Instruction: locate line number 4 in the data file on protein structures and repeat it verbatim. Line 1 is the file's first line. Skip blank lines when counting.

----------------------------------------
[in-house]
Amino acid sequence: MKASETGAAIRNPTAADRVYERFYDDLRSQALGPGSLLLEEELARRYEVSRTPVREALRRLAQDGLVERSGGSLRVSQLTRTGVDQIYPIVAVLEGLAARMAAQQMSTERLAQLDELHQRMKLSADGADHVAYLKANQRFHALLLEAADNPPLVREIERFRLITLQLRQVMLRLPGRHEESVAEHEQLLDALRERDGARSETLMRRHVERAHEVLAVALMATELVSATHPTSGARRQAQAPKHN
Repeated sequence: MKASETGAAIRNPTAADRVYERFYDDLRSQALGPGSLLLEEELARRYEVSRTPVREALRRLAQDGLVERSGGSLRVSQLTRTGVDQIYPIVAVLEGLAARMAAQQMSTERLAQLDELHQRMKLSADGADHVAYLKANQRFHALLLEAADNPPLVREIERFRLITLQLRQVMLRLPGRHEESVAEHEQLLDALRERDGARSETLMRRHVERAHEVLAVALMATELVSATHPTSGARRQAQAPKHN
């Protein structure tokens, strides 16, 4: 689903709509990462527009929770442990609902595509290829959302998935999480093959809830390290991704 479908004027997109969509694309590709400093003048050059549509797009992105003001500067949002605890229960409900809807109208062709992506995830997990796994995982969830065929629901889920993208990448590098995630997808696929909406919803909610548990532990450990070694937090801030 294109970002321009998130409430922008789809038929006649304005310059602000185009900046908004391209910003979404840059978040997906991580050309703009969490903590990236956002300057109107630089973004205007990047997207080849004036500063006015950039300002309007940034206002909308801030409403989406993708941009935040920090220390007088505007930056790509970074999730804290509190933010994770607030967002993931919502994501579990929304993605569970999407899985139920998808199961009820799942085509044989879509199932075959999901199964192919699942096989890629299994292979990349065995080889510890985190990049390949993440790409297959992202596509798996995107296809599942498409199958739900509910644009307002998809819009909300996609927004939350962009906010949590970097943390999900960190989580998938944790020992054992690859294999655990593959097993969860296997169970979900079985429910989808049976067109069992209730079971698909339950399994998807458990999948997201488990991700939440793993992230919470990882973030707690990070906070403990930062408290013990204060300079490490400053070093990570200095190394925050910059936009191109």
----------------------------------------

């Protein structure tokens, strides 16, 4: 689903709509990462527009929770442990609902595509290829959302998935999480093959809830390290991704 479908004027997109969509694309590709400093003048050059549509797009992105003001500067949002605890229960409900809807109208062709992506995830997990796994995982969830065929629901889920993208990448590098995630997808696929909406919803909610548990532990450990070694937090801030 294109970002321009998130409430922008789809038929006649304005310059602000185009900046908004391209910003979404840059978040997906991580050309703009969490903590990236956002300057109107630089973004205007990047997207080849004036500063006015950039300002309007940034206002909308801030409403989406993708941009935040920090220390007088505007930056790509970074999730804290509190933010994770607030967002993931919502994501579990929304993605569970999407899985139920998808199961009820799942085509044989879509199932075959999901199964192919699942096989890629299994292979990349065995080889510890985190990049390949993440790409297959992202596509798996995107296809599942498409199958739900509910644009307002998809819009909300996609927004939350962009906010949590970097943390999900960190989580998938944790020992054992690859294999655990593959097993969860296997169970979900079985429910989808049976067109069992209730079971698909339950399994998807458990999948997201488990991700939440793993992230919470990882973030707690990070906070403990930062408290013990204060300079490490400053070093990570200095190394925050910059936009191109």